The IOC3 processes ingress and egress packets. The IOC3 parses the ingress packet and sends it to the SPU for further security processing, including flow session lookup, zone and policy check, VPN, ALG, and so on.

The IOC3 manages packet data memory and fabric queuing for packet lookup and encapsulation functions.

Note

Starting with Junos OS Release 15.1X49-D10 and Junos OS Release 17.3R1, hash-based session distribution is the default mode for the SRX5400, SRX5600, and SRX5800 devices. Selection of hash keys depends on application protocols.

Starting with Junos OS Release 17.4R1, traffic is hashed and distributed to different SPUs by the IOC, based on a hash-based session distribution algorithm. This enhancement provides an even hash distribution among all SPUs by using a larger fixed-length hash table. In earlier Junos OS releases, the traffic distribution was uneven among all SPUs due to a fixed-length hash table.

The IOC3 sets up a security flow table (IPv4 and IPv6) including key, result table, and packet memory.

The following functions are provided with the flow table:

  • Flow lookup

  • Flow insertion and deletion

  • Security flow aging out

  • Security flow statistics

Understanding Packet-Ordering Function on SRX5000 Line Devices

The packet-ordering function, which is supported on the SRX5400, SRX5600, and SRX5800, devices and vSRX, improves the performance of the device by activating the built-in packet-ordering function of the Packet Ordering Engine on the XLP processor on the application central point.

Two types of the packet ordering modes are supported: hardware and software.

If the packet-ordering function is set to hardware, the load-balancing thread (LBT) and the packet-ordering thread (POT) are offloaded to the packet ordering engine and resources are freed to perform packet processing. If the packet-ordering function is set to software, the load-balancing thread (LBT) and the packet-ordering thread (POT) are running on the SPU. By default, packet-ordering mode using the Packet Ordering Engine (hardware) is enabled on the device. You can disable it with a configuration change that requires a reboot.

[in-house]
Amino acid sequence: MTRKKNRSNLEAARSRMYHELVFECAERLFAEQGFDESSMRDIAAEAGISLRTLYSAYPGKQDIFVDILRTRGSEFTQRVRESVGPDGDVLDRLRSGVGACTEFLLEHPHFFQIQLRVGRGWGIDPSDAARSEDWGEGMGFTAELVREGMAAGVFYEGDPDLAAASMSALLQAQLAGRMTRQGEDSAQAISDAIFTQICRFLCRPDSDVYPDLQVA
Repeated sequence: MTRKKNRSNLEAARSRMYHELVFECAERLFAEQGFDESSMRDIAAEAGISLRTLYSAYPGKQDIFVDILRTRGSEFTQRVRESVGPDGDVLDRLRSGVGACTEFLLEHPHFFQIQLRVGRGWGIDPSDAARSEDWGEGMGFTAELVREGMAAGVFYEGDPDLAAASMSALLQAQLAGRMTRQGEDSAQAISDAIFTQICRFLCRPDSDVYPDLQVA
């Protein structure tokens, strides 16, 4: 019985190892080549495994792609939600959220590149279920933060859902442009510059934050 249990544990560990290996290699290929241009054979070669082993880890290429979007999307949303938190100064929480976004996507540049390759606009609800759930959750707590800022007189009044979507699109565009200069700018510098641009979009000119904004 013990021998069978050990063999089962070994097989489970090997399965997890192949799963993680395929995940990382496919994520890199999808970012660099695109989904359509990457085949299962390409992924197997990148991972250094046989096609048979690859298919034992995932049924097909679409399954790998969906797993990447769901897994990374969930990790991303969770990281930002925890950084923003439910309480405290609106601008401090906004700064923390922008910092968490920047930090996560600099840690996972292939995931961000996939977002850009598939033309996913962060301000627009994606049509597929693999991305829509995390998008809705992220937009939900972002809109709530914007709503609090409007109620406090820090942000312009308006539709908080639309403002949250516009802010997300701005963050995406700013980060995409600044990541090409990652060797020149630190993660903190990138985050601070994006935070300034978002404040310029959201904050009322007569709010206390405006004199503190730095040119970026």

The flow thread receives the packets, processes them, and sends or drops them. For packets that require no ordering, the flow thread notifies the Network Acceleration Engine (NAE) egress to send or drop the packets. For packets that require ordering, the flow thread notifies the Packet Ordering Engine to dequeue the packets from the ordering list and to send or drop the packets in order.

Changing Packet-Ordering Mode on SRX5000 Line Devices

The packet-ordering functionality using the Packet Ordering Engine is supported on SRX5400, SRX5800 and SRX5600 devices with next-generation SPCs. (Platform support depends on the Junos OS release in your installation.) By default, packet-ordering mode using the Packet Ordering Engine is enabled. To disable the packet-ordering functionality using the Packet Ordering Engine, you must update the packet-ordering mode on the device.

The following packet ordering modes are supported:

  • software—Disables the packet-ordering mode using the Packet Ordering Engine.

  • hardware—Enables the packet-ordering mode using the Packet Ordering Engine. This is the default option.

To disable the packet-ordering mode using the Packet Ordering Engine:

  1. Enter the following command at the CLI configuration prompt to specify the packet-ordering mode.
  2. Use the show security forwarding-process command to review your configuration.
  3. Check your changes to the configuration before committing.
  4. Commit the configuration.
  5. Reboot the device at an appropriate time.
  6. Use the show security flow status command to verify the packet-ordering mode.
    user@host> show security flow status

Understanding Session Distribution on SRX5000 Line Devices in Adaptive Mode

Starting in Junos OS Release 15.1X49-D30 and Junos OS Release 17.3R1, adaptive mode session distribution was replaced by enhancements to the central point architecture.

Adaptive mode session distribution is implemented on the SRX5000 series devices running in mixed mode prior to Junos OS Release 15.1X49-D30 and Junos OS Release 17.1R1. Adaptive mode session distribution maximizes use of system resources by taking into account a Services Processing Unit’s (SPU) capacity and its available resources. It is enabled only on SRX5000 Series devices running in XLR/XLP mixed mode, that is in chassis deployments in which different types of SPUs are used in different combinations. If an SRX5800, SRX5600, or SRX5400 device contains a mix of next-generation services processing cards (SPCs) and existing SPCs, then adaptive mode session distribution is assumed as the default. For SRX5000 Series devices not running in mixed mode, hash-based load balancing is the default.